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Posts from the ‘*nix’ Category

15
Dec

OpenBSD IPSec Possibly Probably Not Backdoored by FBI

In a post to the OpenBSD mailing list, developer Theo de Raadt reveals an email from an ex-contributor (Gregory Perry) alleging that money was accepted from the FBI around 2000-2001, in return for implementing a backdoor into the IPSec stack. Such a backdoor would give the FBI the ability to eavesdrop on any IPSec connection made using OpenBSD, or any other projects that have since made use of its IPSec code.

Clearly this would be a big deal if true, and although we know that open source projects are regularly backdoored by rogue developers or ‘hackers’ (such as the recent ProFTPd backdoor), it is not often that we hear of governments inserting some themselves. Should we be surprised? After all it is known that the NSA was involved with the development of DES by altering the algorithm’s S-Boxes and suggesting a shorter key length. There are also rumors of a covert backdoor in several versions of the Windows OS. That said, many people are smelling a troll in this case.

Following this information (can we call it a leak rumor?), OpenBSD’s IPSec code will undoubtedly come under quite a bit of scrutiny, and I’m sure we will hear a lot more about it should anything untoward be uncovered.

Read the full mailing list post here, archived below for posterity.

[Update] Scott Lowe denies being affiliated with the FBI, and Jason Wright denies having inserted a backdoor. This is sounding more and more like a trolling. To what end, I couldn’t speculate. It’s also worth noting that this kind of activity would probably not fall under a normal NDA, but under a government-level Top Secret classification which lasts at least 25 years…

An interesting observation about OpenBSD IPSec and Stuxnet. Read moreRead more

3
Dec

ProFTPD 1.3.3c Briefly Backdoored by Hackers

Servers of the widely popular FTP server, ProFTPD, were compromised (probably with 0day) on the 28th of November 2010. During the attack, some source code was modified to insert a backdoor. The source files affected were for ProFTPD version 1.3.3c., between the 28/11/2010 and 02/12/2010.

The backdoor introduced by the attackers allows unauthenticated users remote root access to systems which run the maliciously modified version of the ProFTPD daemon.

If you installed or updated ProFTPD from one of the official mirrors during that time, it is recommended that you recompile from a known good version of the code. The source modification was spotted and rectified on 01/12/2010. MD5 sums for the valid source tarballs:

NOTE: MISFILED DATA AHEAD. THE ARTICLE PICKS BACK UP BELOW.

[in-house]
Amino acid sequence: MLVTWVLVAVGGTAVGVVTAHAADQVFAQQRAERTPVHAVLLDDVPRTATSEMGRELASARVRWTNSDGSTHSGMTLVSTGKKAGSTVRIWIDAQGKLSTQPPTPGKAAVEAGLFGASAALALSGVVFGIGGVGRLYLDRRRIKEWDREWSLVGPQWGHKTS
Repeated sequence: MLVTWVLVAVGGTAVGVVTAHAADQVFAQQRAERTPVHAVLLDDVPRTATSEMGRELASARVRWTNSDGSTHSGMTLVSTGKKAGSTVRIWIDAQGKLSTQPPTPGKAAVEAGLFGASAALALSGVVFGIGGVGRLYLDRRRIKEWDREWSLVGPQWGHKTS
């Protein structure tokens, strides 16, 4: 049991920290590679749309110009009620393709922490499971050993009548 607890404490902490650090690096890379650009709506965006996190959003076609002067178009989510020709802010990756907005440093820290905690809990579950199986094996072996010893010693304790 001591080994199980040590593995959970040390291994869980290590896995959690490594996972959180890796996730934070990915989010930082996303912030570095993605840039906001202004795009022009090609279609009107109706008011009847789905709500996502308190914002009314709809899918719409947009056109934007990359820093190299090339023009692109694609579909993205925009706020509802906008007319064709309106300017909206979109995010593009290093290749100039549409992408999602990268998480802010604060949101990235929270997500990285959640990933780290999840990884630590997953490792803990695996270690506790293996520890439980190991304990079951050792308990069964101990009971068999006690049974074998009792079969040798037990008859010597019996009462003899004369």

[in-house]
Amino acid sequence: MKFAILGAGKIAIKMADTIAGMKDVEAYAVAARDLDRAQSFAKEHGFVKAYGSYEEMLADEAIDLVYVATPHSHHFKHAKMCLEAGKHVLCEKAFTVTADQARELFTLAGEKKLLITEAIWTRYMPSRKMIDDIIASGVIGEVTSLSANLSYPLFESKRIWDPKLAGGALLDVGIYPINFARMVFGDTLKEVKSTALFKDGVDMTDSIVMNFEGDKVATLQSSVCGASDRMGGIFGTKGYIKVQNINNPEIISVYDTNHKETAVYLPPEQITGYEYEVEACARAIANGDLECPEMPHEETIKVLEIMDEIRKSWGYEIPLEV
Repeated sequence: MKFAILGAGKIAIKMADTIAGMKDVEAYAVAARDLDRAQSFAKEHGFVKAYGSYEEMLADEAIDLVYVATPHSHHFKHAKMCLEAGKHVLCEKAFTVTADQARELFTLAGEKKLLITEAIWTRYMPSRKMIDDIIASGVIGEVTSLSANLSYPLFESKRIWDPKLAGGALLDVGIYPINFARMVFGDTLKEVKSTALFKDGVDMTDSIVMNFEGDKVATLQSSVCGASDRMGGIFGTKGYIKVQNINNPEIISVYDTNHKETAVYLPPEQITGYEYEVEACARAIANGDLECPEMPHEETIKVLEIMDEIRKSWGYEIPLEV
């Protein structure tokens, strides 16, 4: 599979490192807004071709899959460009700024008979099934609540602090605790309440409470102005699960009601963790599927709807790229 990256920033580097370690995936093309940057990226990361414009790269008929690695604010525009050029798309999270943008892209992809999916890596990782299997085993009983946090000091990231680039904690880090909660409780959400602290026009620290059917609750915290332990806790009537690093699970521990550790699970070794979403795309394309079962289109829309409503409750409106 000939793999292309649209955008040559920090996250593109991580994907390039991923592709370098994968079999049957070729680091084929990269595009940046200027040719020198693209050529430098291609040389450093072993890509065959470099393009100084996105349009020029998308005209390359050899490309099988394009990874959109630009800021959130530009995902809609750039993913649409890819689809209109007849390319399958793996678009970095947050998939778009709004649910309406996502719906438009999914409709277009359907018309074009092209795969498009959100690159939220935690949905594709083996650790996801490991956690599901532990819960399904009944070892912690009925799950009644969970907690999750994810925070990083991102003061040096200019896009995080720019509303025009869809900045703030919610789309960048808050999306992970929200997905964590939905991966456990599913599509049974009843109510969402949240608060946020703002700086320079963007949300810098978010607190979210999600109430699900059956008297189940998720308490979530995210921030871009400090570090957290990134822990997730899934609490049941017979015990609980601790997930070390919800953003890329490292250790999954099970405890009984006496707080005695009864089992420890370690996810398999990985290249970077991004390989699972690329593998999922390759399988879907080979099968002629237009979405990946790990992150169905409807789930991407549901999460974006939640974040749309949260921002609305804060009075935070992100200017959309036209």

8571bd78874b557e98480ed48e2df1d2 proftpd-1.3.3c.tar.bz2

4f2c554d6273b8145095837913ba9e5d proftpd-1.3.3c.tar.gz

Hit the jump for details on how the backdoor is triggered. A Metasploit module is available to automate the exploit. Read moreRead more

29
Nov

Armitage: Metasploit Attack Management GUI

Armitage, by Raphael Mudge, is a great little user interface for Metasploit which allows you to easily discover targets, deliver exploits, and manage your attacks to do things like pivots without any hassles.

Getting started with Armitage in Backtrack 4 R2 is easy. First, start the MySQL DB with /etc/init.d/mysql start (root/toor), and then start the Metasploit RPC daemon:

cd /pentest/exploits/framework3
./msfrpcd -f -U msf -P test -t Basic

Once msfrpcd is running, simply launch Armitage using the script provided and click Connect (you may need to check the Use SSL checkbox).

Armitage is written in Java, and works in Linux, Windows and Mac OS X. Download it here.

[Update] Armitage has been added to the Backtrack repos. Here’s a short tutorial, and check out the video tutorial below.

[Updated 21/01/2011] Hak5 episode 882 features a tutorial with mubix and Mudge (Hak5).

25
Nov

Pauldotcom Episode 221 – Talking Single Packet Authorization

Episode 221 of Pauldotcom Security Weekly is available for download. In it I give a tech segment about Single Packet Authorization, briefly describe how to configure your firewall and use fwknop to dynamically open ports.

The podcast is available on iTunes, and by direct download. Check out the show notes for full details. Thanks for having me on the show guys!

Here is a short video of fwknop in action:

23
Nov

BackTrack 4 r2 “Nemesis” Released

[Update 10/5/2011] BT4r2 is now superceded by the new and improved BackTrack 5!

BackTrack 4 r2 (codename “Nemesis”) has been released and brings a number of updates aimed at improving “desktop responsiveness, better hardware support, broader wireless card support, streamlined work environment”.

Updates include an updated kernel (2.6.35.8) with improved wireless support, USB 3.0, faster responsiveness, pruned and new packages, and a new BackTrack wiki for more documentation and support.

Users with existing BT4 installs/VMs can simply perform an update using:

apt-get update && apt-get dist-upgrade

BackTrack 4 r2 is available as a 2GB ISO, or 2.4GB VMWare image, on the downloads page (the BT4 download links appear to have been removed in favour of BT5).

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